Skywatchers in the Northern Hemisphere can get an eyeful of planets over the next few days, both before dawn and after sunset (provided the clouds of Winter Storm Quinn don't ruin the view).
Jupiter, Mars and Saturn will line up in the southeastern portion of the early-morning sky through Saturday (March 10), with the moon crashing the celestial party on these days as well, according to EarthSky.org. The moon will be close to Jupiter on Thursday morning (March 8), then mosey over next to Mars and Saturn on the following two days.
Venus and Mercury, meanwhile, will put on an evening show for the next few weeks, appearing close together low in the western sky just after the sun goes down.
"Mid-March will be a grand time to see Venus and Mercury, especially from the Northern Hemisphere," EarthSky wrote. "Mercury’s greatest eastern elongation — its greatest apparent distance from the sun on our sky’s dome — comes on March 15. This is Mercury’s best evening apparition of the year for the Northern Hemisphere."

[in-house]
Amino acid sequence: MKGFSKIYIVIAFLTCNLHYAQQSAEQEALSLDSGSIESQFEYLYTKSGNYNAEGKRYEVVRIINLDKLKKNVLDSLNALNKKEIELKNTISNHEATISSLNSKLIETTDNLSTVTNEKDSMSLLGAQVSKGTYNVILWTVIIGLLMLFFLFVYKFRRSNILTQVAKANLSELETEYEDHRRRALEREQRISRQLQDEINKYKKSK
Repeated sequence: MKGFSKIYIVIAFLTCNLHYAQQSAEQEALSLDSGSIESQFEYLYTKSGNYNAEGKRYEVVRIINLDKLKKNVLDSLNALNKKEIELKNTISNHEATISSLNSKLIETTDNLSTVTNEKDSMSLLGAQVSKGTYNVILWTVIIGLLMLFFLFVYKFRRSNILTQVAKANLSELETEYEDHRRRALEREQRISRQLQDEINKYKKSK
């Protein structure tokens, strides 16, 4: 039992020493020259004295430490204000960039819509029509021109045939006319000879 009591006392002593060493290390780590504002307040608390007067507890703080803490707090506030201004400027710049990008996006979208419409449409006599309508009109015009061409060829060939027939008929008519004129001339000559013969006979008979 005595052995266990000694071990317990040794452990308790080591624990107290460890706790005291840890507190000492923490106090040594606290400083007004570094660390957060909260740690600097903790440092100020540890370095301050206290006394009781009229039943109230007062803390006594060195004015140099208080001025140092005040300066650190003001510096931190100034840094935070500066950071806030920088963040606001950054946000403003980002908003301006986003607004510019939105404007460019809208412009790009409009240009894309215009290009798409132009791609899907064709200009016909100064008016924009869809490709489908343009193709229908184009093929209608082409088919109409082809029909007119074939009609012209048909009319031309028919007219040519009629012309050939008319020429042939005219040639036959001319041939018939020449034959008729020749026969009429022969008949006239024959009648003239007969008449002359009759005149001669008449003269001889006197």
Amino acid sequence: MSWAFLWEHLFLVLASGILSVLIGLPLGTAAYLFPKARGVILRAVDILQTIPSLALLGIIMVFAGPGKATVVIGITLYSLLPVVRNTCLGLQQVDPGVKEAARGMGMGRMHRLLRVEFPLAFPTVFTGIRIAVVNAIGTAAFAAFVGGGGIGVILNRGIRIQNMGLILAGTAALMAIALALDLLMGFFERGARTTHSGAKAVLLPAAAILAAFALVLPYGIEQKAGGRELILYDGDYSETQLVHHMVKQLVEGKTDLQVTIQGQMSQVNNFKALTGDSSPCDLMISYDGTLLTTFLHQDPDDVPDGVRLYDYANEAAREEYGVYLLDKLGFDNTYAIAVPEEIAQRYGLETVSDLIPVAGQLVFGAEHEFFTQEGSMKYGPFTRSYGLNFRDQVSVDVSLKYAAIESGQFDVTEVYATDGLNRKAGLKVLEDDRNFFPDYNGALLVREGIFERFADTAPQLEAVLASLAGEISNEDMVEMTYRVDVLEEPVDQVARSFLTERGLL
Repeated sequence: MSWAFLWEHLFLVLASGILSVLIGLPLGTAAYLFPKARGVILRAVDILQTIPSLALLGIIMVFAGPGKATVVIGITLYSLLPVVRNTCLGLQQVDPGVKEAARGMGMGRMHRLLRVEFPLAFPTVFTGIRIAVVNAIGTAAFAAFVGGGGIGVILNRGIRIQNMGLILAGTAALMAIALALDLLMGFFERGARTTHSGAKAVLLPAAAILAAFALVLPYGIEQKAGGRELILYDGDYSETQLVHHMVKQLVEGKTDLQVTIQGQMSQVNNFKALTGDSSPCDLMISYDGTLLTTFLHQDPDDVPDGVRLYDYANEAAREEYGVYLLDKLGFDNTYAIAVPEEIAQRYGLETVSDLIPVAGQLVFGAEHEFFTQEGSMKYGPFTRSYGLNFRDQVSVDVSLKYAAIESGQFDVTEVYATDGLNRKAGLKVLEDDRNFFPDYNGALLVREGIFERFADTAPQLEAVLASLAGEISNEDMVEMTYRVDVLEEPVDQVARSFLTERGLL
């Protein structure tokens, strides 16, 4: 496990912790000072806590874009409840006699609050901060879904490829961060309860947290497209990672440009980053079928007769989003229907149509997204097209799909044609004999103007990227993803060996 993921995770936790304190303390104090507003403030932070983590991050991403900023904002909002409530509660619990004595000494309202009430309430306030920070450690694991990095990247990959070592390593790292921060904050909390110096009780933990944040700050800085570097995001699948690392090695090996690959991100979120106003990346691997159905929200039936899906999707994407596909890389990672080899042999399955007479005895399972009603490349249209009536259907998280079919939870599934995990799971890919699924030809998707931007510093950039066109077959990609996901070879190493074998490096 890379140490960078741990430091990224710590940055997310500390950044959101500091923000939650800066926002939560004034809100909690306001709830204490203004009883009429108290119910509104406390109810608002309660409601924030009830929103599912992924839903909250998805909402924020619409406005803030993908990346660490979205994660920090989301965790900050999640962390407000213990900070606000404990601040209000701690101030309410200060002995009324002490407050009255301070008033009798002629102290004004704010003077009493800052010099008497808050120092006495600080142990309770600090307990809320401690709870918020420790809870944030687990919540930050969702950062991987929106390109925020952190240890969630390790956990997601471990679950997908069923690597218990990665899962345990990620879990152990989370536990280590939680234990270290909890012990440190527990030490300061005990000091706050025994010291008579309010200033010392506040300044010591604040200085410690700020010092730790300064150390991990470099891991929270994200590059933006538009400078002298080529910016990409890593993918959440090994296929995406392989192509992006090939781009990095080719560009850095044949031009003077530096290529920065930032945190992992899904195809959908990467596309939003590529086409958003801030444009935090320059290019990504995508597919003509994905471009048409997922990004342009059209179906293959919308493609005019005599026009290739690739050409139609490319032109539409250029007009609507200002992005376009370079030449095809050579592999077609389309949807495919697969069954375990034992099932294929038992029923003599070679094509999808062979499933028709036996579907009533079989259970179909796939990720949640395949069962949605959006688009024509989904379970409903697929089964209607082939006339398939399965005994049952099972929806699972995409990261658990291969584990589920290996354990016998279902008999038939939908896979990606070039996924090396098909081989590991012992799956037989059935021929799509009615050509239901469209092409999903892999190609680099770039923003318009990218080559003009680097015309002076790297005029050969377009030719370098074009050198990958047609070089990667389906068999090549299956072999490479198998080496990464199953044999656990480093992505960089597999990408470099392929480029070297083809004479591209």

And on March 18, the crescent moon will join these two planets near the horizon. So get out there and take a look!
Editor's note: If you have an amazing night-sky photo you'd like to share with us and our news partners for a possible story or image gallery, please contact managing editor Tariq Malik at firstname.lastname@example.org.
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Michael Wall is a Senior Space Writer with Space.com and joined the team in 2010. He primarily covers exoplanets, spaceflight and military space, but has been known to dabble in the space art beat. His book about the search for alien life, "Out There," was published on Nov. 13, 2018. Before becoming a science writer, Michael worked as a herpetologist and wildlife biologist. He has a Ph.D. in evolutionary biology from the University of Sydney, Australia, a bachelor's degree from the University of Arizona, and a graduate certificate in science writing from the University of California, Santa Cruz. To find out what his latest project is, you can follow Michael on Twitter.